A soon-to-be-released federal report into “unidentified aerial phenomena” did not identify hundreds of mysterious objects spotted by military pilots, but it concludes there’s no evidence the objects were alien craft or U.S. military planes, the New York Times reported Thursday, amid mounting interest in footage of fast, unexplained airborne objects.

The U.S. military released videos in April of fast-moving unidentified objects.

Key Facts

U.S. intelligence agencies are slated to send Congress a report later this month looking into recent sightings of unidentified objects in the sky.

The report concludes these objects weren’t part of a secret U.S. military program, and it won’t present any evidence to support fringe theories about aliens operating spacecraft near Earth’s surface, according to the Times, citing unnamed sources.

Many of these sightings probably weren’t stray weather balloons or research instruments either, the Times says, rejecting a common explanation for unidentified objects.

Beyond that, it’s reportedly still unclear where these objects came from, though some experts say they could be advanced aircraft from U.S. adversaries like Russia or China.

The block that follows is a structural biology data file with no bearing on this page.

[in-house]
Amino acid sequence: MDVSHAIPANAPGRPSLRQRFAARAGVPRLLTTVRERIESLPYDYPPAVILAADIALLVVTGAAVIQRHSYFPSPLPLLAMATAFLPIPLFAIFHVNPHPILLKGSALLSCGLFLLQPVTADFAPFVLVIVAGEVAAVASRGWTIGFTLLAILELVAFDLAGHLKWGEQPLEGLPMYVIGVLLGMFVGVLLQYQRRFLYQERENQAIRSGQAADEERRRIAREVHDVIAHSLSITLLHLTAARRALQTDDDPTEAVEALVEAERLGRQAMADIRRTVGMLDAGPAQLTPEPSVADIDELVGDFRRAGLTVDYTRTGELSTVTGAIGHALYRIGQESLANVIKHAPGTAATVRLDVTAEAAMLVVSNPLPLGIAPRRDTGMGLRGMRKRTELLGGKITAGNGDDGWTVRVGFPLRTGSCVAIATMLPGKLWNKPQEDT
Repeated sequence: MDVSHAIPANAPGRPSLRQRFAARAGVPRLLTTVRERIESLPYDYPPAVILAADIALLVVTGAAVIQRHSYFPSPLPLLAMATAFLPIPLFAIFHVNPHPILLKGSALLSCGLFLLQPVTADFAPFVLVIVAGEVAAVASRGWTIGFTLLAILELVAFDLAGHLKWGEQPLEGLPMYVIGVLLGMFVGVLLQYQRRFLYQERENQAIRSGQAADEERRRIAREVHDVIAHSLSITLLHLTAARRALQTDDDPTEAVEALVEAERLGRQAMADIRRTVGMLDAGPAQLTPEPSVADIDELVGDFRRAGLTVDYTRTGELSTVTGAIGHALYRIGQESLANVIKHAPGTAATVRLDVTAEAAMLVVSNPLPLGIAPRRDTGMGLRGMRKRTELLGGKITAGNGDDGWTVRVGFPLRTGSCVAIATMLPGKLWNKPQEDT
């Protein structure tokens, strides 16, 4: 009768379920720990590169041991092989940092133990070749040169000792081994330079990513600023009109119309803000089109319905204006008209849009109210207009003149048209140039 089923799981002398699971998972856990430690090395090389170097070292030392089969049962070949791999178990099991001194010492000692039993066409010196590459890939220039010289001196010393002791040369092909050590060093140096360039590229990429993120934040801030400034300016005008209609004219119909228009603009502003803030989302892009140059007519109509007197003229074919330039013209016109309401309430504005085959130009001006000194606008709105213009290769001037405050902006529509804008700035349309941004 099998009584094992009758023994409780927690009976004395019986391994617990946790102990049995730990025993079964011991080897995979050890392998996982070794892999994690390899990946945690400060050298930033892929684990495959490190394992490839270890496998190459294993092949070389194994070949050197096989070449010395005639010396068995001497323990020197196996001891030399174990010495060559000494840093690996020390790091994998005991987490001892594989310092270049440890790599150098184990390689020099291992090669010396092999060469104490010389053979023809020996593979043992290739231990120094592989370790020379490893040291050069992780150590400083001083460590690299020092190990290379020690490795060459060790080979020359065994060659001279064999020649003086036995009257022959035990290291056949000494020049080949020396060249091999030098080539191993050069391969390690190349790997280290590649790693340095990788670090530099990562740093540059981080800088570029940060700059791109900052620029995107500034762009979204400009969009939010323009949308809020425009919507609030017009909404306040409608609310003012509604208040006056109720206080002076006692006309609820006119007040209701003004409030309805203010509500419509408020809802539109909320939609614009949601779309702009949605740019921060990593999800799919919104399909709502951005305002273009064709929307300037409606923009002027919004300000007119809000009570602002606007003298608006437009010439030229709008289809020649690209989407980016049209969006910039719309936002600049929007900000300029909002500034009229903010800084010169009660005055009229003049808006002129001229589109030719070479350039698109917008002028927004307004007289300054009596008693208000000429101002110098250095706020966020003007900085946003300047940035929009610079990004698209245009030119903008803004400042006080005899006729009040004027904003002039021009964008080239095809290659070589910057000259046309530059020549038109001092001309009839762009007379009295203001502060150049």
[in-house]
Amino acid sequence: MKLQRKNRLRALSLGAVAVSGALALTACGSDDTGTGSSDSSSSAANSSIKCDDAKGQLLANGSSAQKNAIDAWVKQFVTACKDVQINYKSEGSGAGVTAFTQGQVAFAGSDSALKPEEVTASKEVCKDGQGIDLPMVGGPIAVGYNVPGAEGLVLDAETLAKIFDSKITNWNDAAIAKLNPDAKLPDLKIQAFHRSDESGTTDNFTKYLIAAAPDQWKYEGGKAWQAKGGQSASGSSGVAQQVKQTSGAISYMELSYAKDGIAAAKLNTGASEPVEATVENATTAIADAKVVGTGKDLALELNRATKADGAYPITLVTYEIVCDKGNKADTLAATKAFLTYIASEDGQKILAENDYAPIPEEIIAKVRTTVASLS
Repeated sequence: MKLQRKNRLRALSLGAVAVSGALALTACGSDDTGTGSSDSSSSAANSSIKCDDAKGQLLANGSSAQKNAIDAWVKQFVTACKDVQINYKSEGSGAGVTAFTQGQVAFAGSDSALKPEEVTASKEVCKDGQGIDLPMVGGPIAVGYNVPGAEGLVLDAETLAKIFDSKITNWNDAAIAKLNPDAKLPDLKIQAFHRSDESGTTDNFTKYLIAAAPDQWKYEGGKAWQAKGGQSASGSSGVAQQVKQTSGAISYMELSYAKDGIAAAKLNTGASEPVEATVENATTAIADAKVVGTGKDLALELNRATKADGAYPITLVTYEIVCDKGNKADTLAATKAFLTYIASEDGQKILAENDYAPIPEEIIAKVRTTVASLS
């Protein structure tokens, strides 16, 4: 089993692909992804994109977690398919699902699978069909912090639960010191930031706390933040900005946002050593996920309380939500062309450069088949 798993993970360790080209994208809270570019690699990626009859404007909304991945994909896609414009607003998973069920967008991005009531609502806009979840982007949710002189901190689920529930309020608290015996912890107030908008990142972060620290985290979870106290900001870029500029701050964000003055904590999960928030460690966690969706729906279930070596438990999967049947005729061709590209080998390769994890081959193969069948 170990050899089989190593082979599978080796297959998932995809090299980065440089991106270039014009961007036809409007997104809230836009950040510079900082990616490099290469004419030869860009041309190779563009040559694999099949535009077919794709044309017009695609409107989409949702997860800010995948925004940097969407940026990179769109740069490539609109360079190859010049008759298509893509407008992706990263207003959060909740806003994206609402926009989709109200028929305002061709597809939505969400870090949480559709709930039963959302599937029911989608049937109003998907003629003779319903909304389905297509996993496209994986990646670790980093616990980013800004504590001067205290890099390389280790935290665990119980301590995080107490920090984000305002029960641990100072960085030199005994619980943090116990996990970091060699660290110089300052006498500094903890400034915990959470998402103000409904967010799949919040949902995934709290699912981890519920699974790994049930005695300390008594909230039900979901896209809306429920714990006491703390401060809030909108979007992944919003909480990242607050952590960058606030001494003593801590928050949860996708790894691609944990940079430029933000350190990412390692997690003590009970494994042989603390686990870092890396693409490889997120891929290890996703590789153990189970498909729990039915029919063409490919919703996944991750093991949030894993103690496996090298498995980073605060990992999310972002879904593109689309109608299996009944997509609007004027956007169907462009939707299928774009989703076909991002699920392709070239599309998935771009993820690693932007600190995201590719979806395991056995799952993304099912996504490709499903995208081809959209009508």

Key Background

Unidentified flying objects were once associated with conspiracy cranks and sci-fi writers, but they’ve attracted the American public’s fascination in recent years, and some politicians and experts have called for more transparency on the topic. The Pentagon released several videos in April of fast-moving objects flying through the sky, footage taken by military pilots that was originally published by the Times in 2017. Last month, a Navy pilot told 60 Minutes he spotted similar objects off the East Coast “every day for at least a couple years.” The military investigated some of these sightings via a previously undisclosed program between 2007 and 2012, and late last year, Congress asked intelligence agencies to produce a report by June.

Crucial Quote

“I want us to take [UFO sightings] seriously and have a process to take it seriously. I want us to have a process to analyze the data every time it comes in,” Sen. Marco Rubio (R-Fla.) told 60 Minutes, acknowledging some of his colleagues in Congress laugh at UFO discussions. “Maybe it has a very simple answer. Maybe it doesn’t.”

This content was originally published here.